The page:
Why Training & Development Programs Fail: Mastering the Real Drivers of Behavioural Change

By Heather Hilliard

Every organization wants to maximize the potential of their people in order to achieve superior results. In fact, significant investments are made in programs that aim to improve performance by changing the way leaders, employees or teams behave. However, research shows that most development programs fail to deliver expected returns.

We now know so much about how the brain learns and how people develop. Recent advances in neuroscience are highlighting connections between cognitive and emotional functions that have the potential to revolutionize the way we approach development. In particular, we now understand the relationship between learning and emotions, and what needs to happen in the brain for behavioural change to take place.

As humans, we are meant to develop. However, we are likely to continue to waste countless dollars annually when we do not expect those tasked with our development to understand the mechanics of our mind, how our brains develop, and how emotions get in the way of successful implementation of new learning. By looking at the key reasons why training fails, organizations can better prepare to set up the circumstances for sustainable development to happen.

Reason #1:
Emphasis on Rational Brain & Passive Learning
Content laden training, which only engages learners rationally, continues to be widely used. While this approach is palatable to decision-makers—hence its popularity—it has the least success in changing behaviour. Taking in information is a passive activity that involves our short term memory, so it’s easily forgotten.

Few trainers understand how the brain develops and what it actually takes to create new habits of mind. Our brains are designed for experiential learning over time, so the only way to change behaviour is by creating new neural pathways in the brain through repeated and frequent experiences that lead to mastery. It also requires changing emotionally-driven patterns and unconscious habits of mind that get in the way of development.

Reason #2:
Ignoring Emotions and Needs
As much as we would like to believe that development is solely a cognitive activity that on its own can produce changes in behaviour, the reality is that we are emotional, social beings. Emotions are critical to successful learning and neural patterning that leads to behavioural change. Positive emotions enhance the learning experience, fostering curiosity and increased retention. Negative emotions shut down the learning process, triggering a flight or fight response—which often occurs without the awareness of either the participant or the facilitator.

Training approaches need to provide for the emotional security of participants if they are to be effective. This includes creating safe learning environments, talking about negative emotions and their impact on learning, as well as attending to the fears and emotional barriers participants are experiencing. However, if you do not understand the psychological needs and innate fears of participants, the self-protective system in their brain gets activated and shifts their focus to surviving the experience—rather than engaging in the learning.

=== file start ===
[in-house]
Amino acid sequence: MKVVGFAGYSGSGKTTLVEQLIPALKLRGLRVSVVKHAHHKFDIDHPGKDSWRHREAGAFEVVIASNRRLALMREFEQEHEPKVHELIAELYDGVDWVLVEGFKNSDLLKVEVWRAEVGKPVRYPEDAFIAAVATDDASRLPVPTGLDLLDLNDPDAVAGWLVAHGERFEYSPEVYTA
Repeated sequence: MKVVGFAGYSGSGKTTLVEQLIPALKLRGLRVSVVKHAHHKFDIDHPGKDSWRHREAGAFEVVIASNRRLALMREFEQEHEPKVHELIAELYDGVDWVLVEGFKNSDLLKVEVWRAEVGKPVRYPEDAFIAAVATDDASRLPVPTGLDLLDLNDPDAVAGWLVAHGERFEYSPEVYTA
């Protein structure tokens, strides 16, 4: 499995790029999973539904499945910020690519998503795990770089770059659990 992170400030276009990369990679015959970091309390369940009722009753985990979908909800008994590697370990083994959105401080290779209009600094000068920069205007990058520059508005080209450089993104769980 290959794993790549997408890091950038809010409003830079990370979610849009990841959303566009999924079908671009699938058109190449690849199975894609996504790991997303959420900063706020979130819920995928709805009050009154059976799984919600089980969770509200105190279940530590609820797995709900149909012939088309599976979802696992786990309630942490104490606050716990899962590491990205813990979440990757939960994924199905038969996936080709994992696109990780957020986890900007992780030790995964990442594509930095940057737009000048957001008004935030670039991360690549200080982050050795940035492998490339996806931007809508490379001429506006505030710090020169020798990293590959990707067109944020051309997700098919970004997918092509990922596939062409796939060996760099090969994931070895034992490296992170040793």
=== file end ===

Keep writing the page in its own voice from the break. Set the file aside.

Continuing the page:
Reason #3:
No Consideration of Brain Organization
We now know that our brain has four functions of consciousness (Jung) that are rooted in a different quadrant of the brain (Sperry, Hermann, Benziger) and access a unique set of abilities. Unfortunately, how our brains are organized, how they function and what it takes to develop them is not incorporated in most training programs.

If we try to learn skills associated with a quadrant of our brain that we have not built connections to, it takes more energy to retrieve what we have learned and it’s just easier to go with our automatic patterns of behaviour. While our brains are capable of creating new pathways, just knowing what we need to do doesn’t change our habits of mind.

A Whole-Person Approach to Training & Development
Increasingly, organizations are using a new paradigm for developing their people. Rather than focusing on  behavioural competency, new approaches are people-centered, concentrating on what people need to be successful first.

Increasingly, organizations are using a new paradigm for developing their people. Rather than focusing on  behavioural competency, new approaches are people-centered, concentrating on what people need to be successful first. Instead of using assessments that focus on strengths/weaknesses or preferences, a whole-person approach provides participants with awareness of their nature, innate needs, brain organization and their unconscious patterns of behaviour and emotions that get in the way of development, despite their best intentions. This allows them to know ‘how’ they process information and what gets in the way (fear, embarrassment, etc.) of trying new behaviours and shifting from unproductive reactions to other people and work situations. 

When we create development programs with the whole person in mind, we understand and address the innate needs of the people being trained, as well as focus on what it actually takes to rewire the brain. It means we develop the whole person, not just their behaviour, leading to sustained behavioural change.

Heather Hilliard is an expert in personality and behavioural change. She is the co-creator of the Striving Styles Personality System (www.StrivingStyles.com) and co-author of the book, Who Are You Meant to Be? [heather@strivingstyles.com]. Heather will be presenting at Speaker’s Corner at the HRMA Conference + Tradeshow

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